Understanding What is Alcohol
The tippler with his eye on getting intoxicated would refer to alcohol as booze or hooch. Any drink containing ethanol obtained through the fermentation and distillation of grains and fruits is termed as alcohol. Liquor, spirits, strong drink, bottle and moonshine also refer to the same thing in different places.
Origins of The Use of Alcohol
Discovery of Stone Age jugs distilling beer indicates that man fermented beverages even during the time period 10,000 BC. According to the evidence shown by the analysis of the chemicals left in the residues of pottery recovered in China, obtained after fermenting a mixture of honey, rice and fruits made the liquid or juice. In the period 3000 BC to 2000 BC Sura was prepared in the Indus Valley. Sura is prepared using sugarcane, wheat, rice meal and fruits like grapes.
The Babylonians, the Greeks, the Egyptians and the Persians were all equally adept at the art of preparing intoxicating drinks. Most of the civilizations used these alcoholic drinks to venerate the gods during festivals. Their link to the social life of the people are depicted in the numerous drawings that appear on the walls of the huts found during excavations that show people gathered together and drinking from one vessel.
The Egyptian god Osiris, credited with inventing beer, towered over the rest of the gods, all of whom had only a local patronage, while Osiris was venerated all over the land. Code of Hammurabi found in ancient Babylon is dedicated to drinking. God of wine for the Greeks was Dionysus and for the Romans Bacchus.
The English had been consuming ale and beer for centuries with their daily food. They brewed their own beer and used herbs, flowers and even oak leaves for making their wine. Colonial America was heavily dependent on alcoholic beverages because it was found that these were safer than the polluted waters found at that time. Moreover, they proved to be an excellent stimulant for working and socializing.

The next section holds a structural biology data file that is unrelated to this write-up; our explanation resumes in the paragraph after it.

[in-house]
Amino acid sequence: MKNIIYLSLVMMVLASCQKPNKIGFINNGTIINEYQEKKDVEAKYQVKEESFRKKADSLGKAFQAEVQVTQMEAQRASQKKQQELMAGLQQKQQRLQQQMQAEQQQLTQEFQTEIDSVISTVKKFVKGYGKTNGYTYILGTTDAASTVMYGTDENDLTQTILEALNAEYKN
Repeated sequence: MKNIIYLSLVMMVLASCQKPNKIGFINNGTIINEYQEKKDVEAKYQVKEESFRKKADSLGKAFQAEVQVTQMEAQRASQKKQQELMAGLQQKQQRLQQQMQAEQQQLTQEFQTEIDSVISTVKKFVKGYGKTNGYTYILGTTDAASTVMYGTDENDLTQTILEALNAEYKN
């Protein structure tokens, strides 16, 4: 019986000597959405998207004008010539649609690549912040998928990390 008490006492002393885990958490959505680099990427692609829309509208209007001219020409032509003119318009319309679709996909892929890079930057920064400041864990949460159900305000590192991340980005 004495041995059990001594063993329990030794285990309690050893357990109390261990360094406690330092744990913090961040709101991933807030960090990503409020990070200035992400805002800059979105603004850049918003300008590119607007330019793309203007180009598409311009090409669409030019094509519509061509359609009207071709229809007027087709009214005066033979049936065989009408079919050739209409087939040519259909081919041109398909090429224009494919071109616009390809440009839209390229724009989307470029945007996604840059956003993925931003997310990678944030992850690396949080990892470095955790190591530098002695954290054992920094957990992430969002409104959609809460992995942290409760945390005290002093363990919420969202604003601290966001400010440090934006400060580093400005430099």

Terms Associated With Alcohol and Drinking Alcohol
There are a few terms related to drinking that one has to know. Let us see what they are.
Aperitif: An alcoholic beverage taken with the idea of aiding digestion just before a meal is an aperitif. It may vary according to the meal and personal preferences but the most widely used aperitifs are dry champagne and fortified wine.
Nightcap: This is a drink taken just before one retires to bed, and it helps one sleep well.
Chaser: A second drink taken soon after the first with the idea of increasing the intoxication or inducing heightened pleasure.
Cocktail: A mixture of spirits in a predetermined ratio along with fruit or other toppings.
Peg: This is a measure that is used in order to keep the amount of wine being served uniform.
Shot: One shot of alcohol measures 44.3 ml, which is the equivalent of 1.5 ounces. It is habit of people to pour more into wide short glasses than into tall thin ones.
Wine: This intoxicant is prepared from fermented fruit juices usually grape juice. There are both red and white wines, which are drunk according to the dish that is being served.
Vodka: This is colorless or very pale liquor, which is distilled several times till the original flavor of the grain is absent.